In this post I’ll share a selection of pearls [bookmarks] of thought-provoking articles I collected this week about current issues in higher education and K12 in United States, UK and Canada. What makes this collection interesting is the contrast in perspectives on education between the three countries. Though the articles present a position taken by the given author on an educational issue, and are not necessarily representative of all issues within the nation, I found the contrast and perspectives most interesting in light of the challenges in education that the US is dealing with. A summary of each article/resource with the corresponding link to each follows.
Note on ‘Pearls’: My pearls [bookmarks] are the best of articles, posts or learning opportunities on the Web that I’ve encountered. I use the [Beta] Pearltrees application. In a previous post I described how I use Pearltrees for cataloguing and archiving digital information for my work and personal projects, click here to read the post.
1) The Wall Street Journal: The ‘crisis’ in Higher Ed continues, in the US at least…
We’ve been hearing much about the rising cost of higher education – in this article readers are given hard data that reveals the financial impact of college costs for the upper middle class. According to the Federal Reserve, upper income households experienced the most significant increase of student loan debt load to household income from 2007 to 2010. Though a concern, my feeling is that parents in this echelon will continue to shell out for the ‘name brand’ universities — for the short-term at least. Time will tell. Read more in College Debt Hits Well-Off, by Ruth Simon and Rob Barry.
2) The New York Times: The ‘crisis’ is not only in Higher Ed — K12 education is not immune…
Thomas Friedman author and columnist of the NYT writes why the US should be [very] concerned about the state of elementary education as it stands today. Friedman is frank, and discusses how America is losing its competitive edge – is becoming ‘average’ in the International realm of [elementary and high school] academic performance.
The US scores very poorly on International test scores in comparison to other developed nations. From my own experience, when I speak with parents about the International test scores, most are unaware of that the US fairs so poorly in comparison to other countries, and are shocked that we are average if not below average in comparison. Read more in Average is Over, Part II, by Thomas Friedman. To view International results of K12 performance, click here.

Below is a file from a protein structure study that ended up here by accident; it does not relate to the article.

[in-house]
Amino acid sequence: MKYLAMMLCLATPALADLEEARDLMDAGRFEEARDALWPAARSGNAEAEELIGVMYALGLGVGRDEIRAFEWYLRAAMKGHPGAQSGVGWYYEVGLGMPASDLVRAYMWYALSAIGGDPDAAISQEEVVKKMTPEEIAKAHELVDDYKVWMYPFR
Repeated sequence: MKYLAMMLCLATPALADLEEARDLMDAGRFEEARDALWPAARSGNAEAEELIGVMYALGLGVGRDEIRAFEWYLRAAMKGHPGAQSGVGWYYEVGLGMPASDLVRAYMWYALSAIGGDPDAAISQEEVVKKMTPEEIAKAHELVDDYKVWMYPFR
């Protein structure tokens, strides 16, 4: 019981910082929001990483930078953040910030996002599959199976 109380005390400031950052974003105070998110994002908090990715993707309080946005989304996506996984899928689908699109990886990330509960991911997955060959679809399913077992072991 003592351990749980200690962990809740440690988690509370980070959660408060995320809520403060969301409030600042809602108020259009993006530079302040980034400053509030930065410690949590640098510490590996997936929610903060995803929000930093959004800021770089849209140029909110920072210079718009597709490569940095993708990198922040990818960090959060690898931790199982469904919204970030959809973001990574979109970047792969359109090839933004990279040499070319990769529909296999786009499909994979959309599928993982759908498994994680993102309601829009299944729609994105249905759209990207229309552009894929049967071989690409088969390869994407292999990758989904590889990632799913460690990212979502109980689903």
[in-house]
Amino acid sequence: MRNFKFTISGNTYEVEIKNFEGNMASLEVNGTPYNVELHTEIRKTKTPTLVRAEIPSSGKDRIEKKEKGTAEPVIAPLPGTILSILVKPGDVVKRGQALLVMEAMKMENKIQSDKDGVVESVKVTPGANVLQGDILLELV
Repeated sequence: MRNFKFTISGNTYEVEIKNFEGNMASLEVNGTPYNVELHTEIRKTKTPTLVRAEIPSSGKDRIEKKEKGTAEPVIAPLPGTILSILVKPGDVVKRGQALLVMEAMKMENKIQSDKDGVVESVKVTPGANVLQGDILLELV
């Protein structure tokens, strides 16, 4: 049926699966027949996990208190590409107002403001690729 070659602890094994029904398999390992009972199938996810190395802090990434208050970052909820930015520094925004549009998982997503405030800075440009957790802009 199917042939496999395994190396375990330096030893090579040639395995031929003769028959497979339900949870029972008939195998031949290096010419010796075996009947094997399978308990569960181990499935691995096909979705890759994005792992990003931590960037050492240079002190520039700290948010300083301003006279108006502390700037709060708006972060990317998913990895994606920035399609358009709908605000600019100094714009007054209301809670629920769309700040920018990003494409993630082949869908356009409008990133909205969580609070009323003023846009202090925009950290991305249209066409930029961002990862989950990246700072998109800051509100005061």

3) The Globe and Mail, Canada. Canada does not face a financial crisis in higher ed as the US does – university costs are far lower than in the United States. The priority for the Government [Ontario Government in this article] contrasts a great deal with the educational emphases of the US and even the UK.
This article focuses on reforms needed in higher education as emphasized in a government paper on post secondary education reform. What where the top three issues? “A system transformation;” 1) a move in some programs to three-year degrees; 2) greater use of “technology-enabled” learning; and 3) a much simpler mechanism for transferring course credits between college and university. Read more in Changing postsecondary education must be a collective process, by Daniel Woolf.
4) The Globe and Mail, Canada. I can’t seem to get away from the barrage of articles about MOOCs or Massive Open Online Courses from American sources, yet the media coverage and conversation is tame in Canada in comparison.
I read this article in the Globe while on holidays in Canada [my home country] this past week, and realized how the discussion of MOOCs and their role (or NOT) in higher ed is so not on the radar in Canada. The article illustrates how the idea of a MOOCs is so very new, it is neutral, a non issue. The journalist, Margaret Wente methodically educates the reader on this novel concept of Online University for the Masses.Read more in Online University for the Masses, by Margaret Wente.
5) The Guardian, United Kingdom: Meanwhile, across the Atlantic….
I enjoyed this article immensely. I like the position this author presents on higher education – he emphasizes research, change, and the need for higher education to collaborate with businesses. Written by chemistry professor Stephen Caddik at the University College of London, the article is realistic, positive and optimistic. Caddik highlights the value of people, the need for continued innovation, and an investment in Universities. Caddik closes with “we have the opportunity of a generation to build a sustainable economy for the 21st century – but we need to open our eyes and seize the opportunity.” Hear, hear – this is applicable to all nations.
Going for broke: how universities can deliver on their economic potential. by Professor Stephen Caddik.
My Pearltrees are work in progress, though if you’d like to view my collection, please click here.Thanks for reading.